Clovelly Village Visitor Centre, Clovelly, Bideford, Tel: 01237 431781
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Cobbaton Combat Collection, Chittlehampton, Tel: 01769 540740
Cheristow Lavender, C Lavender Farm, Hartland, Tel: 01237 440078
Combe Martin Wildlife & Dinosaur Park, C.Martin, Tel: 01271 882486
Dartington Crystal, Dartington Crystal, Torrington, Tel: 01805 626242
Docton Mill Gardens, Spekes Valley, Hartland, Tel: 01237 441369
Dovetails Gallery, 60 High Street, Ilfracombe, Tel: 01271 864769
Dragon Archery Centre, Westcott Cott, Holsworthy, Tel: 0800 0372466
Eggesford Forest, Eggesford, Tel: 01409 221 692
Eggesford Garden & Country Centre, Eggesford, Tel: 01769 580250
Exmoor Zoo Park, South Stowford B. Fleming, Tel: 01598 763352
Gnome Reserve, West Putford, Nr Bradworthy Tel: 01409 241435
Halsdon Wood, Great Torrington, Okehampton, Tel: 01392 279244
Hartland Abbey & Gardens, Hartland, Nr Bideford, Tel: 01237 441264
Hartland Peninsula, Hartland, North Devon, Tel: 01237 431504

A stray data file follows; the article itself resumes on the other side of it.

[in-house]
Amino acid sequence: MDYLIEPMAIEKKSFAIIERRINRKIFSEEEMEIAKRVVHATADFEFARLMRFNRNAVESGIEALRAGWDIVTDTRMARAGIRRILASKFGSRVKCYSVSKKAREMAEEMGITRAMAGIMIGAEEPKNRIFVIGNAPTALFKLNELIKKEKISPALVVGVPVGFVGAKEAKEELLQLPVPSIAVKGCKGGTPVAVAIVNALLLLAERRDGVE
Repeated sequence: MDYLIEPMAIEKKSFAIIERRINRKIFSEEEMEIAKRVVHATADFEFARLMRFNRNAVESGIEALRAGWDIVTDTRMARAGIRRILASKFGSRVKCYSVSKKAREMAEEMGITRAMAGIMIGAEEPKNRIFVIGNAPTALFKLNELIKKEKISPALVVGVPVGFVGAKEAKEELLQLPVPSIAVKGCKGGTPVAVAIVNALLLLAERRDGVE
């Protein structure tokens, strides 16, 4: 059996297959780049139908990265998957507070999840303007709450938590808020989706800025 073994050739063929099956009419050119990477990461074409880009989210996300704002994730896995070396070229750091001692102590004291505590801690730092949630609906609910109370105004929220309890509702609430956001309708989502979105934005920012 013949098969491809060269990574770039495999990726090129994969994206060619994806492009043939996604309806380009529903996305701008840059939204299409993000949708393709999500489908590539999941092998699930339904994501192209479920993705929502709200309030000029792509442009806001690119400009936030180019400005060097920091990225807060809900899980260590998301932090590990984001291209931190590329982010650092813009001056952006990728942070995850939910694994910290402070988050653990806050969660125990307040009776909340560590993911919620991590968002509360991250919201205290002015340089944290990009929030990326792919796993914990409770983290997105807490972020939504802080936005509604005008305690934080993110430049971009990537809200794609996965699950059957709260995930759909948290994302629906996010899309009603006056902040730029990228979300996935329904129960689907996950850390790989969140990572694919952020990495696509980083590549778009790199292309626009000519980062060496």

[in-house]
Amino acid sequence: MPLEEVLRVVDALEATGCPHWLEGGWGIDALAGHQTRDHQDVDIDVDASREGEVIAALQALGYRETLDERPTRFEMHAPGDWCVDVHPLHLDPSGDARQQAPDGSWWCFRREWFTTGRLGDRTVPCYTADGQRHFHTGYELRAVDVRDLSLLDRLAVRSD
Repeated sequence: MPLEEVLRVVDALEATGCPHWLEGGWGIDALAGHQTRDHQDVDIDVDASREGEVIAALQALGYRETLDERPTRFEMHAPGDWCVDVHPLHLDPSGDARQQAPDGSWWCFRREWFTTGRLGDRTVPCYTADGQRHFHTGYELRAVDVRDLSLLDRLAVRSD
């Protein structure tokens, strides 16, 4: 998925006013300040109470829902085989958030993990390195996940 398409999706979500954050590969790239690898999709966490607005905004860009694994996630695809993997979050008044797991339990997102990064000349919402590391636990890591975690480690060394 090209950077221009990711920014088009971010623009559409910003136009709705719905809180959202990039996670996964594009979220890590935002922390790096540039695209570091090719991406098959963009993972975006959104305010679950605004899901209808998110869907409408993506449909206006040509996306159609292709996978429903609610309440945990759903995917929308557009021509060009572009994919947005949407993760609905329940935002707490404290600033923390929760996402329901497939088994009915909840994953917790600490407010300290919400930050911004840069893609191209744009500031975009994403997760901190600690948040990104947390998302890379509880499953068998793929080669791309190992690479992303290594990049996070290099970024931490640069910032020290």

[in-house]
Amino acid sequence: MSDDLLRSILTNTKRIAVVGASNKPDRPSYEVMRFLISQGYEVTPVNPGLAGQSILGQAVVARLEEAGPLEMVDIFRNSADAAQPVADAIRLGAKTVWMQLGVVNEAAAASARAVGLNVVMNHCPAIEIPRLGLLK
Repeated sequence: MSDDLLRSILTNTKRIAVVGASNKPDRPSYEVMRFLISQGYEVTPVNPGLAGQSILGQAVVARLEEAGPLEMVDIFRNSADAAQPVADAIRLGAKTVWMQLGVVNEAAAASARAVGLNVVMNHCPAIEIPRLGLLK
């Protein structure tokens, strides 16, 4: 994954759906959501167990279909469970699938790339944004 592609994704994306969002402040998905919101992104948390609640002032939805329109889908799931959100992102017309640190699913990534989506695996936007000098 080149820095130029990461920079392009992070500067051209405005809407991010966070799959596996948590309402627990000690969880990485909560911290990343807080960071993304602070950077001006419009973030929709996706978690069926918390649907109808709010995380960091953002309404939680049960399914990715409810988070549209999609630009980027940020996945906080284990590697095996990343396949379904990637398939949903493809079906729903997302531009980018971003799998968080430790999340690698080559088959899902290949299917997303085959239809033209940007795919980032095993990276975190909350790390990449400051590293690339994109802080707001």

Hartland Pottery, Hartland, Nr Bideford, EX39 6DE Tel: 01237 441693
Heddon Hall Gardens, Parracombe, EX31 4QL Tel: 01598 763541
Holsworthy Community Woods, Holsworthy, Tel: 01409 221692
Ilfracombe Aquarium, Ilfracombe Harbour, Tel: 01271 864533
Lundy Island, The Quay, Bideford, EX39 2LY Tel: 01271 863636
Marwood Hill Gardens, Marwood Hill, EX31 4EB Tel: 01271 342528
Milky Way Adventure Park, Clovelly, Bideford, Tel: 01237 431255
Plough Arts Centre (The), 9-11 Fore St, Torrington, Tel: 01805 624624
Queens Theatre, Boutport Street, Barnstaple, Tel: 01271 324242
Quince Honey Farm, North Road, South Molton, Tel: 01769 572401
RHS Garden Rosemoor, Rosemoor, Torrington, Tel: 01805 624067
Tarka Cruises, 20 Market Street, Appledore, Tel: 01237 476 191
Tarka Garden Tours, Barleycott Blakewell, Barns, Tel: 01271 375002
Tarka Line (The), D & C Rail Pnership, Plymouth, Tel: 01752 233094
Torrington 1646, Castle Hill South St, Torrington, Tel: 01805 626146
Tropiquaria, Washford Cross, Watchet, TA23 0QB Tel: 01984 640 688
Tunnels Beaches, Bath Place, Ilfracombe, Tel: 01271 879123
Watermouth Castle, Ilfracombe, EX34 9SL Tel: 01271 867474
Westcountry Nurseries, Donkey Meadow, Bideford, Tel: 01237 431111